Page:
Retiring in a recession?  What future retirees should know about retirement during a market downturn

Retiring in a recession? What future retirees should know about retirement during a market downturn

If you’ve been watching your retirement portfolio for the past few months, you’ve probably noticed that the value of your nest egg has dropped dramatically. From the start of 2022 to November 2, the value of the S&P 500 fell more than 21%, the Dow Jones fell more than 12%, and the Nasdaq nearly 33%.

And the stock market isn’t the only aspect of the economy hurting future retirees. In recent months, inflation has remained at record levels. The Fed has responded by raising interest rates and many are predicting a global recession as businesses and consumers give up buying and borrowing in response.

As people look to their future retirement, it can seem less than optimistic. If you’ve spent the last decades of your life saving money for your golden years, the recent market downturn doesn’t mean your efforts were wasted, however.

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Saving for Retirement 101

Most people have three main sources of retirement income: personal retirement accounts (401(k) and IRA), pensions, and Social Security.

However, most people will end up relying primarily on income from their retirement accounts. Most personal finance experts recommend saving in both a 401(k) and an IRA, whether it’s a Traditional IRA or Roth IRA. Select ranked Charles Schwab, Fidelity Investments, Vanguard and Betterment among companies with some of the best individual retirement accounts.

Most companies no longer offer employee pensions, and Social Security usually replaces only a small portion of people’s pre-retirement income. According to the Center on Budget and Policy Priorities, a person with average lifetime incomes would only earn 37% of their pre-retirement income from Social Security benefits. This means that the responsibility to save for retirement rests entirely with the individual.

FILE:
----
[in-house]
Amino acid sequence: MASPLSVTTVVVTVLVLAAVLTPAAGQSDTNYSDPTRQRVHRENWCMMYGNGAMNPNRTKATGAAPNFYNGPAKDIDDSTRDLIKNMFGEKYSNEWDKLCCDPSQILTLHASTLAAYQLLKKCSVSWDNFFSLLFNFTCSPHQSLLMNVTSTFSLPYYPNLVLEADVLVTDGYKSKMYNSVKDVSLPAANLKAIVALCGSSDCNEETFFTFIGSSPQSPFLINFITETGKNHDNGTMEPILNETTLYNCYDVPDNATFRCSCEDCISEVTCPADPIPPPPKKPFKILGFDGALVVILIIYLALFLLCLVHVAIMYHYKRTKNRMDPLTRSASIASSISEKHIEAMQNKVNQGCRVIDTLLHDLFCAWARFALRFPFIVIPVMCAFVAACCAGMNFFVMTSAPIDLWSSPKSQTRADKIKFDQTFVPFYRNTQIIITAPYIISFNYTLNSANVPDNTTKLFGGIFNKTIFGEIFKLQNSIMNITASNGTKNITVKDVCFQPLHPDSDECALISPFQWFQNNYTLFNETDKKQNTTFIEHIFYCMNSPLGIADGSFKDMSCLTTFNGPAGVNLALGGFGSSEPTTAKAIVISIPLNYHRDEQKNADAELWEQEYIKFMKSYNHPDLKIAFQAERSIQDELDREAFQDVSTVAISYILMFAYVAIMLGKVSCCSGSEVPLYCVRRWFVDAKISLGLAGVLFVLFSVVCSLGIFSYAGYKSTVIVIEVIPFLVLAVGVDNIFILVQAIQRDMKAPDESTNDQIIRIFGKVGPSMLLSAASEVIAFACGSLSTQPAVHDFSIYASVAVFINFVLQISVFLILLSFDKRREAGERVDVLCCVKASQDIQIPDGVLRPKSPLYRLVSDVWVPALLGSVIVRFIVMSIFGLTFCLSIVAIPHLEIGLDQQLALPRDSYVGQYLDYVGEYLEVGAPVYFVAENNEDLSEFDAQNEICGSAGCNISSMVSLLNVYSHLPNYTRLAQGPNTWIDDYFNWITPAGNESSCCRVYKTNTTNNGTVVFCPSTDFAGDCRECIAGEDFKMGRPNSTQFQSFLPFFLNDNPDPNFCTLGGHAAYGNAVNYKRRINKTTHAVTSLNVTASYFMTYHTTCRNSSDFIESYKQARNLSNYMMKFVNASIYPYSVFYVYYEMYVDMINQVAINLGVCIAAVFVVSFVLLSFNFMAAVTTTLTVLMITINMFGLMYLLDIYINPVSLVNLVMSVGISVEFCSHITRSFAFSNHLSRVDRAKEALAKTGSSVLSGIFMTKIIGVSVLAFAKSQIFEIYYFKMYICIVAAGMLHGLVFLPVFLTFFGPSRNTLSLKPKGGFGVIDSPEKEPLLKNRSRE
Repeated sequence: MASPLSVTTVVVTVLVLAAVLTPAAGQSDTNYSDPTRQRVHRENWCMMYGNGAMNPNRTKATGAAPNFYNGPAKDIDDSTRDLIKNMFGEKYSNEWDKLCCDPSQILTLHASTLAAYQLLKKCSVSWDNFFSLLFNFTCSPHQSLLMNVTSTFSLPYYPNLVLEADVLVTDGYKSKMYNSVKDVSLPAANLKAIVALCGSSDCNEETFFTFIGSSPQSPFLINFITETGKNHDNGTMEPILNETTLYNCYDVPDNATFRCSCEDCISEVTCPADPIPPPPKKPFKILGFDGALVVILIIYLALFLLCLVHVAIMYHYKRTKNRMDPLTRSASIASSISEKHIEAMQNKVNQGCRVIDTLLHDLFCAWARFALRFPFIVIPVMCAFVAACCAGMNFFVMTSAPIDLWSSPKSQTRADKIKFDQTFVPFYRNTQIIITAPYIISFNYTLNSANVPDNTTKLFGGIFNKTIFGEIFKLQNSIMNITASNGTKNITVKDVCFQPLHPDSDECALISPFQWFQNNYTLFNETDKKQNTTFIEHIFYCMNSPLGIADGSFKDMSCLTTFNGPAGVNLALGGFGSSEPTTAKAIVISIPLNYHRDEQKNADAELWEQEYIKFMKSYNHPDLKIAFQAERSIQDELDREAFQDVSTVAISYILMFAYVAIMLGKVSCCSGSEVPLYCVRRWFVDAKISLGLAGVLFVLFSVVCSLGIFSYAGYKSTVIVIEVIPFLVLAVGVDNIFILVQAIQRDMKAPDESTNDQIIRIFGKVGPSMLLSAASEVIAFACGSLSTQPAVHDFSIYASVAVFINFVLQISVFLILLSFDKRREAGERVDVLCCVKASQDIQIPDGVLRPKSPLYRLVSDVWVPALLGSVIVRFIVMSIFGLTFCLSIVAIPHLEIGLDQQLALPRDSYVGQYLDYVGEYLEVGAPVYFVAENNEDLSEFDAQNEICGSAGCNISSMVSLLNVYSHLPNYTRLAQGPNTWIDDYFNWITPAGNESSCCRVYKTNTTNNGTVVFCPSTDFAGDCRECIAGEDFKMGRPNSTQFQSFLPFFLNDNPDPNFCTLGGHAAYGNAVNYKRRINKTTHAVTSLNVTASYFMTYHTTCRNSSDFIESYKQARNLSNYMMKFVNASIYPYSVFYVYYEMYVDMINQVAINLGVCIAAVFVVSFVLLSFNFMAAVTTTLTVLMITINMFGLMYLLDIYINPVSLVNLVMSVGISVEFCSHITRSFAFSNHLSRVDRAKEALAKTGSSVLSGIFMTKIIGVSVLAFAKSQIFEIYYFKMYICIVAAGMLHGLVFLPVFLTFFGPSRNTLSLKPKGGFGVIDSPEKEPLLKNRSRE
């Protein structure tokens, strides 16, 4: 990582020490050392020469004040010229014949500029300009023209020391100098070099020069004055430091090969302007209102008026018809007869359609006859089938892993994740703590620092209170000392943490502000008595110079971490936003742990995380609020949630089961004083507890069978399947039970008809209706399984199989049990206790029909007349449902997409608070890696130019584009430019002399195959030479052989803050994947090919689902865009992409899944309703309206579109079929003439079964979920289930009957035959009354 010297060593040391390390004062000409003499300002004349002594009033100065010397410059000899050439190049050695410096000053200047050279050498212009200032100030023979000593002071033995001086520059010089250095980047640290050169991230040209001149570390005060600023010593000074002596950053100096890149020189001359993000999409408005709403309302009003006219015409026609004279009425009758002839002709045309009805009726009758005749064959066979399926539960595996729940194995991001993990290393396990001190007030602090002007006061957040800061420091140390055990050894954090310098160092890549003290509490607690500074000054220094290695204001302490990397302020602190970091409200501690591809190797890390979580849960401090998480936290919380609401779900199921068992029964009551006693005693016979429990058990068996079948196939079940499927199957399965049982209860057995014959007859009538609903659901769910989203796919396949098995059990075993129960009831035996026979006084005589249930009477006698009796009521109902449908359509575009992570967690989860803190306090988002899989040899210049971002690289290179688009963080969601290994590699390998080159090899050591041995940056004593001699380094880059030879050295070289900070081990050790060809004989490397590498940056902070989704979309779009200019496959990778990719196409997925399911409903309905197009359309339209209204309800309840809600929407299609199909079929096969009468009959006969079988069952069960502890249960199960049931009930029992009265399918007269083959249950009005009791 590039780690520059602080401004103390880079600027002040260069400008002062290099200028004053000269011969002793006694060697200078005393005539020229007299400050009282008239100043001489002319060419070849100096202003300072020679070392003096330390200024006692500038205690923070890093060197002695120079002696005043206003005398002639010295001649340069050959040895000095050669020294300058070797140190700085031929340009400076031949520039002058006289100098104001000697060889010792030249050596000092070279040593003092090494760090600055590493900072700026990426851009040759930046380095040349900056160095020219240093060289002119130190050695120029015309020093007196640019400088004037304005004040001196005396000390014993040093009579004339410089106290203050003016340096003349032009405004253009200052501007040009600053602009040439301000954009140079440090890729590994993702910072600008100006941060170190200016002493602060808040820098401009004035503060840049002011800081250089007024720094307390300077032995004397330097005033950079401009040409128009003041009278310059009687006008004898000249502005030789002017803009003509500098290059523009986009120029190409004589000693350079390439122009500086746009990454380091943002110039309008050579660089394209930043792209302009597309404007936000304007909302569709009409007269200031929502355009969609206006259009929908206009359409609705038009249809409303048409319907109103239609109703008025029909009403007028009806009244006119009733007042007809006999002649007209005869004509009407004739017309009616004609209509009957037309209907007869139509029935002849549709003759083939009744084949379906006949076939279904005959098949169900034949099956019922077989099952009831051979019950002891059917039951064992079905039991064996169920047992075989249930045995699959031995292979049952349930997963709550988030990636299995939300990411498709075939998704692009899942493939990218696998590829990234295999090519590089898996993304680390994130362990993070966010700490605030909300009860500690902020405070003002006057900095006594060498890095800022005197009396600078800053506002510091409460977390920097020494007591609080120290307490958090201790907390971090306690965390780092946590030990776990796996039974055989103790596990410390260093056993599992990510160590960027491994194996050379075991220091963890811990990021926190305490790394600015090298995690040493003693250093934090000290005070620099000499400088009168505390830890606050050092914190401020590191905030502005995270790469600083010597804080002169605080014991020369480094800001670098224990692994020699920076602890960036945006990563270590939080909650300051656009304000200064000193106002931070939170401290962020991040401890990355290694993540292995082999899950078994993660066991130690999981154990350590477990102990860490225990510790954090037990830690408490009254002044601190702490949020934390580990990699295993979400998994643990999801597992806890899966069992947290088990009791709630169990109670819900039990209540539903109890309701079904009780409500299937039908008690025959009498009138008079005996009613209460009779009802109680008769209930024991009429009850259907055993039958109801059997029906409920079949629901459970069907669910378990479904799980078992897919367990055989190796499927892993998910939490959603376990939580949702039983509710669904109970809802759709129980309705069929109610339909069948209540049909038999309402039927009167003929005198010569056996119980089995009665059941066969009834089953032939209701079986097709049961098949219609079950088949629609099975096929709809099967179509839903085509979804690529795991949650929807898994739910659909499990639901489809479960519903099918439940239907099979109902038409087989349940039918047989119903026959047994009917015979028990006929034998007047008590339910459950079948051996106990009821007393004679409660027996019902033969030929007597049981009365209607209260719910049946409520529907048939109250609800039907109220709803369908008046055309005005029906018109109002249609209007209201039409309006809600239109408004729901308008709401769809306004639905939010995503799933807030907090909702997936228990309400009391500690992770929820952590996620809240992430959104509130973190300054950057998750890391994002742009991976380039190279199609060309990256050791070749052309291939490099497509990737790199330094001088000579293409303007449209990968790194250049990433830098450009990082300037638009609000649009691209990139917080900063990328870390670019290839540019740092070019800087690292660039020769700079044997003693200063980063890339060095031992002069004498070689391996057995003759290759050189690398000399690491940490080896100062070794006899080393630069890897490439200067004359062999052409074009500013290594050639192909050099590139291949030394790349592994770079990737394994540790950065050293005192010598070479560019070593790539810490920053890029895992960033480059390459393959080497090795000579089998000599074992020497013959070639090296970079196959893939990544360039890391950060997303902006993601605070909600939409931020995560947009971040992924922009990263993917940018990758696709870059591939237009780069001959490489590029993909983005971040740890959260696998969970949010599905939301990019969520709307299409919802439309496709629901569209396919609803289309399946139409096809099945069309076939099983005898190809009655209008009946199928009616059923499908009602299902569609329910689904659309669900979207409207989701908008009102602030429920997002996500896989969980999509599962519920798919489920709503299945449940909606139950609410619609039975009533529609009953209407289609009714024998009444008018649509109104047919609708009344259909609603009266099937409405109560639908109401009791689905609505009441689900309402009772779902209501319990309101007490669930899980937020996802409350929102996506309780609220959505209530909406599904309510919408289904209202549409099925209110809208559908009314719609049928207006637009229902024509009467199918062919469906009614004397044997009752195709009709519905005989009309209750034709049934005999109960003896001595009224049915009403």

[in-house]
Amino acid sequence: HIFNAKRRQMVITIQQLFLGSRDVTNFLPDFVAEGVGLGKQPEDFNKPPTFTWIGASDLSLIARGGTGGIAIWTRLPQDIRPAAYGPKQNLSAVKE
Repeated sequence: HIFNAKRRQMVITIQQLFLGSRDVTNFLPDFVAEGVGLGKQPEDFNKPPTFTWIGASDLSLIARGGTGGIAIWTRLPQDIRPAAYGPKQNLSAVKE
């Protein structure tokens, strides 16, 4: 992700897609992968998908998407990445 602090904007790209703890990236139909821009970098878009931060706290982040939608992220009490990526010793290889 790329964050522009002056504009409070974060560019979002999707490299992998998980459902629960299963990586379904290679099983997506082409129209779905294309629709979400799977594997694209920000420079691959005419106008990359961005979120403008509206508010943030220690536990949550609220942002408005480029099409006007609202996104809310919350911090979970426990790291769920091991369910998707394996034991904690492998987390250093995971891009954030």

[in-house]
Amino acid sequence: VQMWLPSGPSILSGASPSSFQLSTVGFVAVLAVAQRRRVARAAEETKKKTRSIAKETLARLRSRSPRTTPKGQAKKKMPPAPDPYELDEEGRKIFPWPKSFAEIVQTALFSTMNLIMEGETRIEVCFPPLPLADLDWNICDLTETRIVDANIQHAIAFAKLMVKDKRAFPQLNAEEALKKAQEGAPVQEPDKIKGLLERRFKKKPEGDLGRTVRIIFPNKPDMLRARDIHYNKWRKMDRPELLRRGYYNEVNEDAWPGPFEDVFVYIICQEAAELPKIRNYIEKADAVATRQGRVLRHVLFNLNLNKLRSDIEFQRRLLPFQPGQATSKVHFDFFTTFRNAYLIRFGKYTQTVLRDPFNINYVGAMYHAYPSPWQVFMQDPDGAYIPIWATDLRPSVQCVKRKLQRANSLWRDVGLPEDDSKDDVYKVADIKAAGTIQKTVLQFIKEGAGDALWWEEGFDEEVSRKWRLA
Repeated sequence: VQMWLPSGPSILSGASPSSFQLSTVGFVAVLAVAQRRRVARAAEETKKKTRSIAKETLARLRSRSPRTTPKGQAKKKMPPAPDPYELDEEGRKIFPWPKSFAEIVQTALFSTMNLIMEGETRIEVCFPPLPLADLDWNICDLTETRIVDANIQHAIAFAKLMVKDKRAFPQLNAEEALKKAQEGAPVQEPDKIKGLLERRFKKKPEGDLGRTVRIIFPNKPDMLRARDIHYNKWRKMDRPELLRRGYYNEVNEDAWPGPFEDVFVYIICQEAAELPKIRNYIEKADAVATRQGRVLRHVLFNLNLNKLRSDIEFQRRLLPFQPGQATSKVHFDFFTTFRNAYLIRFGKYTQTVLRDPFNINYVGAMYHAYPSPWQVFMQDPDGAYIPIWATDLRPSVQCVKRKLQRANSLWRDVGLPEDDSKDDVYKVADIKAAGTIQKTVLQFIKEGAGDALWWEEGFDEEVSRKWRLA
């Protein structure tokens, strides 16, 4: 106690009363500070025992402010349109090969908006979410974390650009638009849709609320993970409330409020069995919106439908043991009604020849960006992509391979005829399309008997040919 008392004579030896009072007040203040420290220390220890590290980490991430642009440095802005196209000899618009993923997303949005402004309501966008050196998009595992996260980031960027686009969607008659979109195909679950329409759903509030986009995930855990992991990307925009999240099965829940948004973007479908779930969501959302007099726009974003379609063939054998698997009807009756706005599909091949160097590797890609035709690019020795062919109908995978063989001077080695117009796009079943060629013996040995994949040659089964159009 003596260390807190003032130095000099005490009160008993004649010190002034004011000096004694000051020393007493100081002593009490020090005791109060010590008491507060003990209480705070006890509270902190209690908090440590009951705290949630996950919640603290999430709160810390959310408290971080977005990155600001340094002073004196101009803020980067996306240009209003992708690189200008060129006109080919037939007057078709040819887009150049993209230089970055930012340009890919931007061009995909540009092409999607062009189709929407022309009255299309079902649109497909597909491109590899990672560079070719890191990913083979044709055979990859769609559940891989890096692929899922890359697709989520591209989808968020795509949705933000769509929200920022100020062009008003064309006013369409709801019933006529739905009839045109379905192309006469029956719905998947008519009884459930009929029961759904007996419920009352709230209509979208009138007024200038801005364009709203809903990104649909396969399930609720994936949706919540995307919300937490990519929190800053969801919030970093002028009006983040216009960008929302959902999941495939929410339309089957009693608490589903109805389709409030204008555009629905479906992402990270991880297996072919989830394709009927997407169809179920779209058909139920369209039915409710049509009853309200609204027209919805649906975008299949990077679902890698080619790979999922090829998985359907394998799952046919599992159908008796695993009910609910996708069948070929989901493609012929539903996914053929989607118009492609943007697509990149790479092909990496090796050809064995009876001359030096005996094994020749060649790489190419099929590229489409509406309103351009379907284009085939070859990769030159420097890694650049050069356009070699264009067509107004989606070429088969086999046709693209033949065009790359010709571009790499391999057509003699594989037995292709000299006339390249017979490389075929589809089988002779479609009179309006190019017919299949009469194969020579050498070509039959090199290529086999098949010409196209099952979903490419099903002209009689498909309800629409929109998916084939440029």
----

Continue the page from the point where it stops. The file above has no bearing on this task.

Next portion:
As a general rule, personal finance experts recommend that retirees save 25 times their annual living expenses. In other words, someone with annual living expenses of $40,000 should aim to save $1 million for retirement. At retirement, the individual would withdraw no more than 4% of their retirement portfolio annually, taking inflation into account.

However, this rule has fallen into disuse as people’s lifespans lengthen and the cost of living rises. Because the 4% retirement rule is based on assumptions about people’s lifespans, portfolio allocations, and historical market returns, it is not a one-size-fits-all rule.

“That’s why planning is so helpful, so you don’t have to use rules of thumb,” says Douglas Boneparth, president of Bone Fide Wealth.

In fact, Richard Sias, professor of finance at the University of Arizona, recommends a much lower withdrawal rate. He found that people would actually need to withdraw a meager 2.26% from their portfolio (assuming a 60/40 stock and bond split) to have a 95% chance of success. In other words, if you withdrew 2.26% of your retirement nest egg annually, you would have a 1 in 20 chance of running out of money before the end of your retirement.

And if you’re worried about how the recent market downturn will affect your retirement rate, researchers have looked to history to see how seniors fare when they retire in a bear market. T. Rowe Price examined the performance of people’s retirement portfolio after retirement in bear markets in 1973, 2000, and 2008, finding that portfolio values ​​eventually rebounded or exceeded their original value about 10 years later.

The researchers note the importance of flexibility in response to market downturns. Retirees should use a withdrawal rate that changes based on factors such as inflation, market fluctuations, and changes in individual spending needs to ensure long-term success.

Is it time to change your portfolio allocation?

At the end of the line

Editorial note: Any opinions, analyses, criticisms or recommendations expressed in this article are those of Select’s editorial staff alone and have not been reviewed, endorsed or otherwise endorsed by any third party.

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